Skip to main content

GST data may be used to track income tax evaders

GST data may be used to track income tax evaders
The government may be looking to use data obtained from Goods and Services Tax (GST) filings to track those who are escaping income-tax, two people close to the development said.The government is setting up a mechanism wherein data obtained through GST reporting could be correlated with the income-tax filings.
While the project is still in the initial stage, the government wants to create a database whereby income of companies and their promoters could be matched with that of the tax returns filed, said a person in the know.It is still unclear whether the government would use this data to dig out tax evasions in the earlier years or whether this will only be for prospective tax scrutiny.
Unlike the earlier tax regime, GST leaves a trail, especially for the business of size, and it becomes hard to underreport income or exaggerate expenses.Industry trackers said tax officers don’t have to go through the sea of data to make sense as big data analytics could do the same for them and throw results or raise red flags.
“Technically, it is possible to use GST data to draw linkage with the income-tax data through the common data set with the help of analytics. Currently, the GSTN and tax department already have the data to carry out the risk analysis where outliers in terms of the industry average of tax payments is scrutinised and those not paying or under-reporting company revenues could be questioned,” said Jaskiran Bhatia, partner, tax technology and analytics, Deloitte India.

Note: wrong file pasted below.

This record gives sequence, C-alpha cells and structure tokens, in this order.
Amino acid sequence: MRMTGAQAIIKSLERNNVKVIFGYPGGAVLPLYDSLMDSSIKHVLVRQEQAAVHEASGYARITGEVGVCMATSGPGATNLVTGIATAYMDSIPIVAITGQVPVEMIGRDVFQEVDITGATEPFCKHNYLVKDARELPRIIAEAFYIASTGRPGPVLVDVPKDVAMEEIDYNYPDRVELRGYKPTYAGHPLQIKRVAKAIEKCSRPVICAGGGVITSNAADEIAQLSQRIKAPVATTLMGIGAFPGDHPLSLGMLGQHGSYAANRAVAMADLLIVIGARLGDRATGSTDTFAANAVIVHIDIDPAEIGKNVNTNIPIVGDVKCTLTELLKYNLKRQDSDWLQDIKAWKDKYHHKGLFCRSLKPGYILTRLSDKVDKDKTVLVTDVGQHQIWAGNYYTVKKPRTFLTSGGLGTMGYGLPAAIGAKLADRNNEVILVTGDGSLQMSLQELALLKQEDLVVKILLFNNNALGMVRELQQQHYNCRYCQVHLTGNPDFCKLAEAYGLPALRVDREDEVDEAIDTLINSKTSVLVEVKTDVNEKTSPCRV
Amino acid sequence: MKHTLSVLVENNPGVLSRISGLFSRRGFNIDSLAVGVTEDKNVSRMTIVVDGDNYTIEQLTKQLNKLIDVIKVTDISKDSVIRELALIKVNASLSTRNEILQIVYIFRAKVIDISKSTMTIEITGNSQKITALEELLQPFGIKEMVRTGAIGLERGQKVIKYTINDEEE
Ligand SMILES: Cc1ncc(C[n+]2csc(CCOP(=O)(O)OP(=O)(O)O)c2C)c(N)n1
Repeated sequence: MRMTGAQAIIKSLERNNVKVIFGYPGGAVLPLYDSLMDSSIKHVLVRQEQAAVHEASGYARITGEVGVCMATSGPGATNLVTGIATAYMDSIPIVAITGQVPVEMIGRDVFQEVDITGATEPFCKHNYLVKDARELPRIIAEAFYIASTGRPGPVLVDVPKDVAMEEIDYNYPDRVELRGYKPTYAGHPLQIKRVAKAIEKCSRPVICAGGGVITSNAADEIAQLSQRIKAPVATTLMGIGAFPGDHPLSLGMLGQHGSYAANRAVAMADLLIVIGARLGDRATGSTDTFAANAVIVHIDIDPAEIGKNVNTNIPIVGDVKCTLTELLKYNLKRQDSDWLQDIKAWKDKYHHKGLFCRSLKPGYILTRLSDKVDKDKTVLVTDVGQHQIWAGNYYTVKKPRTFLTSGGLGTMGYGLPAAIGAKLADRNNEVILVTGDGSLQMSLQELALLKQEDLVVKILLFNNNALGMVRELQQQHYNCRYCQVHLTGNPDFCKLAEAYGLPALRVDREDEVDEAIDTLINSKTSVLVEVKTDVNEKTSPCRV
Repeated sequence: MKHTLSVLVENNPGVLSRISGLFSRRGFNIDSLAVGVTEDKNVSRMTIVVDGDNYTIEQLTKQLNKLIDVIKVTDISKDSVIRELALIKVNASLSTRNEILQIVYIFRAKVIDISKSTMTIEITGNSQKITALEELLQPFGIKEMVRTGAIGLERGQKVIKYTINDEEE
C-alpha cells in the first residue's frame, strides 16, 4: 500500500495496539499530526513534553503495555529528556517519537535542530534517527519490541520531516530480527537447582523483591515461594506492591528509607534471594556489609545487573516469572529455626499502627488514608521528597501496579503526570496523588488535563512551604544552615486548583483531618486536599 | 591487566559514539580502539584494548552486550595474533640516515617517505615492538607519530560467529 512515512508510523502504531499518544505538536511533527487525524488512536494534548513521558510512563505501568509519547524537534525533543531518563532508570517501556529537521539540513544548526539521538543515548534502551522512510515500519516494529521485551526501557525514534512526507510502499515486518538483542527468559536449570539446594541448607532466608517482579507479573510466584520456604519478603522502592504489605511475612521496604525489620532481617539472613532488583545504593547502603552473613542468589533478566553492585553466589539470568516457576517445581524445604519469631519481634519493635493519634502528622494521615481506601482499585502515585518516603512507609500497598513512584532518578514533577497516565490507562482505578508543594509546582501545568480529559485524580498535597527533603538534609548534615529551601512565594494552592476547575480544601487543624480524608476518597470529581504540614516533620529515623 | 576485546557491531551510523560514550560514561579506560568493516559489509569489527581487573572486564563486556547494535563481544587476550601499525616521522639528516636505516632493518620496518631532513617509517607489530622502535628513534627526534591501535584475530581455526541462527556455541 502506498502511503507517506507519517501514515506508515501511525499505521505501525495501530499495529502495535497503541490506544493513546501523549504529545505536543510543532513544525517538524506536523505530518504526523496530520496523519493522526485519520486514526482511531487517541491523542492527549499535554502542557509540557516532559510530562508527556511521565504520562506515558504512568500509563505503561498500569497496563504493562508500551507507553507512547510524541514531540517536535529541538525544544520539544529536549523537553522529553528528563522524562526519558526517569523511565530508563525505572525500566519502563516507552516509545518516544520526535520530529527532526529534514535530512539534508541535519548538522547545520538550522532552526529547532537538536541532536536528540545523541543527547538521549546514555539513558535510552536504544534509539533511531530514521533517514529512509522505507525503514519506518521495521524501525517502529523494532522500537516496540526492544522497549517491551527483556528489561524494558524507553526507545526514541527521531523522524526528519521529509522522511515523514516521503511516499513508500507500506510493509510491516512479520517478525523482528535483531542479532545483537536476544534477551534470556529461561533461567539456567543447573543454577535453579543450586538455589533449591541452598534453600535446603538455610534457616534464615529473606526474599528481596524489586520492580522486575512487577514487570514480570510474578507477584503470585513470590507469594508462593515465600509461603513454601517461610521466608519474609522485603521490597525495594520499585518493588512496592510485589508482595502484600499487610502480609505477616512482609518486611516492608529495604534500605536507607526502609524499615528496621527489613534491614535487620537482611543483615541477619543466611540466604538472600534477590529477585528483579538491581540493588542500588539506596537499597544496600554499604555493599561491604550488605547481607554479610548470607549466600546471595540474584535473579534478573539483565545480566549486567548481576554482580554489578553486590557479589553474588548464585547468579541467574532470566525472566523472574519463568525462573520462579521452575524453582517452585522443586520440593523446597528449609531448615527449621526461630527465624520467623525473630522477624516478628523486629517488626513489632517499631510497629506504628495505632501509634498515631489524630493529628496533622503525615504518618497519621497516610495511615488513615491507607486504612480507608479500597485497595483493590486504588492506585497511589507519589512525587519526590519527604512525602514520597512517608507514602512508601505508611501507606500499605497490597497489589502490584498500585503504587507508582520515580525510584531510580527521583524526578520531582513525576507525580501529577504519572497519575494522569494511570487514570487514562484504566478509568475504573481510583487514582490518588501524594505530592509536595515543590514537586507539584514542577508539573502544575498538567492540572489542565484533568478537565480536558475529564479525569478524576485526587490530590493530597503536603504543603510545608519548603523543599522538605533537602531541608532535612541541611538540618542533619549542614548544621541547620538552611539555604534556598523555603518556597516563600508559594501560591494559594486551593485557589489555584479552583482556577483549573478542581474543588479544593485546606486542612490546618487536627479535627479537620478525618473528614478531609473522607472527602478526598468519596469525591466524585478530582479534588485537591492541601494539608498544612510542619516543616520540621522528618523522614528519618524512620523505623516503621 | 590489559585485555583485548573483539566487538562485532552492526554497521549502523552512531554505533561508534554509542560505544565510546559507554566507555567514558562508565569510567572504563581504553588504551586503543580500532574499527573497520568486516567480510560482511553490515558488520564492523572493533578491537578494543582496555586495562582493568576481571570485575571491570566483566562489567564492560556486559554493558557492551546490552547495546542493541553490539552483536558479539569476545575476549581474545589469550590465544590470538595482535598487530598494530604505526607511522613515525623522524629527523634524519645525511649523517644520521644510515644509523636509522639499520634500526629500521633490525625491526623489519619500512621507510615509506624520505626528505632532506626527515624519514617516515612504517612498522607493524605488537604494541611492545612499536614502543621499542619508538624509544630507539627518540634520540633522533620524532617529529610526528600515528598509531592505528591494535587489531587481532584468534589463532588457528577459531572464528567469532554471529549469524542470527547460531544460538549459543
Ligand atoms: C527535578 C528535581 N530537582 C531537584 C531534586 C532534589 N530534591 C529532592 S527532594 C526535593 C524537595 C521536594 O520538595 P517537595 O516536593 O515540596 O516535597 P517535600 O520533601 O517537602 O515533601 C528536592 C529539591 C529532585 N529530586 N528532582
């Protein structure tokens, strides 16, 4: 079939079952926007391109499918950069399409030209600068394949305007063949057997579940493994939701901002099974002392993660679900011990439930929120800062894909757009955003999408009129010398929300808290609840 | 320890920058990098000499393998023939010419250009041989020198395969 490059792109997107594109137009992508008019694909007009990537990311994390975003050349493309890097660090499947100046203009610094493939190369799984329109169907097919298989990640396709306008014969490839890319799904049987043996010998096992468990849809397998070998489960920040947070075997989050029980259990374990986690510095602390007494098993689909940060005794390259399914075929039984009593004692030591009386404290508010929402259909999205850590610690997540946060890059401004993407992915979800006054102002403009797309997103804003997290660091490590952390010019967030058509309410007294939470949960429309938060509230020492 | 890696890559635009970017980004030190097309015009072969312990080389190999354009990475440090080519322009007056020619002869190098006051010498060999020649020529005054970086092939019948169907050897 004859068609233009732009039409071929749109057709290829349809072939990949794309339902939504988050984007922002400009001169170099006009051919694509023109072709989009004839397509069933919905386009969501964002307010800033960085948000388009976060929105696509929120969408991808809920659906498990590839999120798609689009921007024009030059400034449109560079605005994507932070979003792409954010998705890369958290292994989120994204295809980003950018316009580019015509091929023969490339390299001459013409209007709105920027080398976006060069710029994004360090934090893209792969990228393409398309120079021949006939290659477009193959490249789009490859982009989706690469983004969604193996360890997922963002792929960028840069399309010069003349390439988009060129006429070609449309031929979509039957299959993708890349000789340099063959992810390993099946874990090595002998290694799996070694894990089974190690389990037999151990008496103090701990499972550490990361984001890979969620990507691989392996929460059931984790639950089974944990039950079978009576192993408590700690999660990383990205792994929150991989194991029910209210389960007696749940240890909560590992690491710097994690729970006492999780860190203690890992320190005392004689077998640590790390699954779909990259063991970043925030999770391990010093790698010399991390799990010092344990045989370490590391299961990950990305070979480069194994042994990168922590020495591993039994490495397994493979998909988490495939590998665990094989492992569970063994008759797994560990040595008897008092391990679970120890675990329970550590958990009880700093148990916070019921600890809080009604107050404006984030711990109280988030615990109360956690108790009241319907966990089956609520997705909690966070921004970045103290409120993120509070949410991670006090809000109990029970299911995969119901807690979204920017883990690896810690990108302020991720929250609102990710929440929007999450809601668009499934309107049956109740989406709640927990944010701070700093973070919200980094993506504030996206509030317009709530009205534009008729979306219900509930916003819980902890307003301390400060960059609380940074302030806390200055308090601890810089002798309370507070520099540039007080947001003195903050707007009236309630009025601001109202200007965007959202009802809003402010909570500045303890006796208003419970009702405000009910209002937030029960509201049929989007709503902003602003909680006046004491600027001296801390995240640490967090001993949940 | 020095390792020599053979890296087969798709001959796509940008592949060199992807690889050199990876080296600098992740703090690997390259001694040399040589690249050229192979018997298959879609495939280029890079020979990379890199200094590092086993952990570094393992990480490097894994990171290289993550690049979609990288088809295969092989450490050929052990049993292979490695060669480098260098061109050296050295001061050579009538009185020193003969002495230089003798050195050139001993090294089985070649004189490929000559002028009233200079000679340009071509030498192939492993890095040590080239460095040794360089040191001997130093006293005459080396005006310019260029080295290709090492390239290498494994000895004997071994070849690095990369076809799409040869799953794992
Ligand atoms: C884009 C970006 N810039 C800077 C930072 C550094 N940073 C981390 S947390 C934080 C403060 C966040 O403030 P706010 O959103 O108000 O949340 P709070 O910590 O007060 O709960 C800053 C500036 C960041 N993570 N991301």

Take the example of a unit manufacturing a specialised chemical used in the pharmaceutical industry. The promoters of the company have a turnover of about Rs 30 crore annually for the past few years, but they were paying corporate tax only on about Rs 4 crore. Not just that, the promoters have been underreporting their own income and escaping income-tax.
“Such manoeuvrings are now tough,” said a tax adviser for the promoter family. “Earlier, there was no record of raw materials purchased and goods supplied; now, that cannot be manipulated, resulting in a sudden surge in the company’s revenues. Also, there are other tricks promoters used to show that their income is much below the highest I-T band,” the adviser told ET.
“It is imperative that the GST return is tied with the financials submitted to the income-tax office. Any discrepancy would be questioned by the income-tax office and the taxpayers would be required to explain the deviations,” said Amit Maheshwari, partner, Ashok Maheshwary & Associates.
Tax experts say a sudden spurt in revenues in a company’s turnover mainly due to GST could raise red flags. “If the GST return shows a big jump in turnover of the taxpayer (due to increasing formalisation of the economy, which is definitely a possibility in several cases) compared to the previous years, this could lead to tax officers questioning the past year’s returns as well,” said Maheshwari.

To bring more companies under the corporate tax net and zero in on areas where registered companies pay less tax through underreporting, the government has, since 2016, already been running tax analytics on the sea of data collected.ET had first reported on August 3 that the government was conducting data analytics on income-tax records of taxpayers and is set to go after benami properties.
The tax department has commenced raids across the country, starting with the biggest income-tax evaders, on those creating and owning benami properties.The tax department is already analysing a maze of data including phone records, credit cards and PAN details, tax returns and even social media platforms of the tax payers.